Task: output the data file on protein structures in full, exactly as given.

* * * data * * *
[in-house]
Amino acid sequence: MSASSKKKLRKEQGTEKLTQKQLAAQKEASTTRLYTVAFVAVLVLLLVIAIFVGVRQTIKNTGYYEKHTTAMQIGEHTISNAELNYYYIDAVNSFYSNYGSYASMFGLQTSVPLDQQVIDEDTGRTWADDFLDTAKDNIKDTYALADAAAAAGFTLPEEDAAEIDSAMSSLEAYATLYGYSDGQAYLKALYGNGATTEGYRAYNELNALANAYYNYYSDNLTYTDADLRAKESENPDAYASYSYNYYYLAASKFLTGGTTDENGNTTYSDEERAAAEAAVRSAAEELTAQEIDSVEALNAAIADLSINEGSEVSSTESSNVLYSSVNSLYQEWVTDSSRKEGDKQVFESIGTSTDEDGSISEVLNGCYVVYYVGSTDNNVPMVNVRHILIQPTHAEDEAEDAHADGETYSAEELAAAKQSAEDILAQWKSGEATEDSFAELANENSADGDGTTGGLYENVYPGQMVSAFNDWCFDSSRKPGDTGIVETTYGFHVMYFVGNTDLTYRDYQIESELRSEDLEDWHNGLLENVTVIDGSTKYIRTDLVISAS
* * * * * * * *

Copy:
[in-house]
Amino acid sequence: MSASSKKKLRKEQGTEKLTQKQLAAQKEASTTRLYTVAFVAVLVLLLVIAIFVGVRQTIKNTGYYEKHTTAMQIGEHTISNAELNYYYIDAVNSFYSNYGSYASMFGLQTSVPLDQQVIDEDTGRTWADDFLDTAKDNIKDTYALADAAAAAGFTLPEEDAAEIDSAMSSLEAYATLYGYSDGQAYLKALYGNGATTEGYRAYNELNALANAYYNYYSDNLTYTDADLRAKESENPDAYASYSYNYYYLAASKFLTGGTTDENGNTTYSDEERAAAEAAVRSAAEELTAQEIDSVEALNAAIADLSINEGSEVSSTESSNVLYSSVNSLYQEWVTDSSRKEGDKQVFESIGTSTDEDGSISEVLNGCYVVYYVGSTDNNVPMVNVRHILIQPTHAEDEAEDAHADGETYSAEELAAAKQSAEDILAQWKSGEATEDSFAELANENSADGDGTTGGLYENVYPGQMVSAFNDWCFDSSRKPGDTGIVETTYGFHVMYFVGNTDLTYRDYQIESELRSEDLEDWHNGLLENVTVIDGSTKYIRTDLVISAS